International League of Conservation Writers

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Wilderness Writing Award
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How to Nominate

Wilderness in America

The Iternational League of Conservation Writers is a forum to bring writers together from around the world who are writing to promote wilderness, nature, conservation, or using other means to protect and restore the natural areas, habitats, animals, and plants of our planet. ILCW will present periodic writing awards to authors who excel in this field.

ILCW Members Are Eligible to Use  David R. Brower Office for Conservation Writing
Come write, do research, and be near wild and protected areas in Colorado
while working in the David R. Brower Office of Conservation Writing.
Sit at the same desk used by Dave Brower.
There is no cost to use the office. 
If interested apply here

“What we are doing to the forests of the world is but a mirror reflection of what we aredoing to ourselves and to one another.” 
― Mahatma Gandhi

Nominate Now

For the Wilderness Writing Award

The Wilderness Writing Award for lifetime achievement is in recognition of a living writer’s published body of work relating to meaningful and significant writing on wild nature, the environment, or the land. Published writers from anywhere in the world are eligible. Nominations are to be in English, but the body of work does not need to be in English. Any member of the International League of Conservation Writers is eligible to nominate a candidate. This biannual award is a collaborative project between The WILD Foundation, Fulcrum Publishing, and the International League of Conservation Writers and was launched at the 8th World Wilderness Congress in Anchorage, Alaska (2005).

For more information

Past award winners


Mali Elephant Project wins 2017 Equator Prize
The UN Development Programme (UNDP) and partners have recognized the Mali Elephant Project, and 14 other local and indigenous communities from Africa, Asia, and Latin America as winners of this year’s Equator Prize. The winners have used innovative solutions for tackling poverty, environment, and climate challenges.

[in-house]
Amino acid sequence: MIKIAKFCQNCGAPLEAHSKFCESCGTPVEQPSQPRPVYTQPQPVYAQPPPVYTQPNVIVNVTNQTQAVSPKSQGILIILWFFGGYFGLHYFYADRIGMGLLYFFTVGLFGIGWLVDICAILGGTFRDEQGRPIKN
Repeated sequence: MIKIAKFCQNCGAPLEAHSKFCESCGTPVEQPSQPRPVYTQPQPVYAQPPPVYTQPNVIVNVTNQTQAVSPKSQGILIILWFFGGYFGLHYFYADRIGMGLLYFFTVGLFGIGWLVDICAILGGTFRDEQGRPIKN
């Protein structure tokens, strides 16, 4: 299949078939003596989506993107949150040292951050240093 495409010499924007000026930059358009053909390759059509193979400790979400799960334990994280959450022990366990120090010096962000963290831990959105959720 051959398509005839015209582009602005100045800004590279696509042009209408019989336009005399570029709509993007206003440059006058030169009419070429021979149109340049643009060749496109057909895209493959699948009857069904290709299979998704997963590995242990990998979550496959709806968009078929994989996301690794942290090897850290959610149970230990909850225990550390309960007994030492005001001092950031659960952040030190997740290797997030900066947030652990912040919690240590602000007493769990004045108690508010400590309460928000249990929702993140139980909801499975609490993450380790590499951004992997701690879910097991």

In a drought-prone zone rife with resource conflicts and violent extremism, the Mali Elephant Project brings together various ethnic groups to effectively manage local resources and protect an internationally important population of 350 endangered African elephants. Through the formation of community-based natural resource management committees, the provision of additional income through support for women’s groups engaged in sustainable harvest of non-timber forest products, and anti-poaching measures involving 'eco-guardian' youth community members, the initiative has reduced poaching of elephants in the 32,000 km² area, improved social cohesion between different local communities, and contributed to peace-building efforts by providing alternatives to joining extremist groups. Communities have created rules for local use of natural resources, set aside forests for elephant use, formed pasture reserves, and designated seasonal water sources to be shared by people, livestock, and elephants.

The Mali Elephant Project is empowering local people to stand up to international poaching networks and protect one of the last of just two remaining desert elephant herds. 

  • Elephants are safer when local communities are empowered to maintain balance with nature
  • The Mali Elephant Project helps communities improve their natural resources and prospects for the future
  • Young men earn prestige and honor as they protect the herd.

Llearn more about the Mali Elephant Project
Listen to Dr. Susan Canney, Project Leader of the Mali Elephant Project and ILCW member (UK), talk about how they noticed the elephants plight and together with the surrounding communities have worked to keep the elephants safe from poachers and human encroachment.

For a list of all 15 Equator Prize winners for 2017

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Save Freshwater Resources
What we can do. For a list of suggestions from No Water No Life click here.

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Study Shows Youth Need Educated in Water Use

No Water No Life has compiled the data from their 2016 survey that tested the awareness of where those in the U.S. get their water. The findings were startling where 28% of the under-18-year-olds admit to wasteful water use and 71% of this same group believed they would have enough water even in times of drought. To read the entire article click here.

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Prince Harry Visits Wilderness Foundation UK

ILCW member Jo Roberts, director of the Wilderness Foundation UK has Prince Harry take part in one of their outdoor classes. Read about Royal visitor for farm education project at BBC News.
Prince Harry joins students as they take part in activities including shelter building and fire lighting.
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LEWA Gives 1,000 Cooking Stoves to Community

In Kenya, where 90% of the rural population uses wood or charcoal fire to prepare their meals, LEWA Wildlife Conservancy has distributed 1,000 energy-saving cooking stoves. The use of the stoves reduces the demand for firewood, promotes the protection of forests, and leads to a reduction of smoke and toxic emissions. Read More.

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No Water No Life Newsletter
Sign up to get No Water No Life’s Weekly Drop Newsletter. To check out all that they do visit their website.

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One of World’s Largest Protected Areas Just Created Off the Coast of Easter Island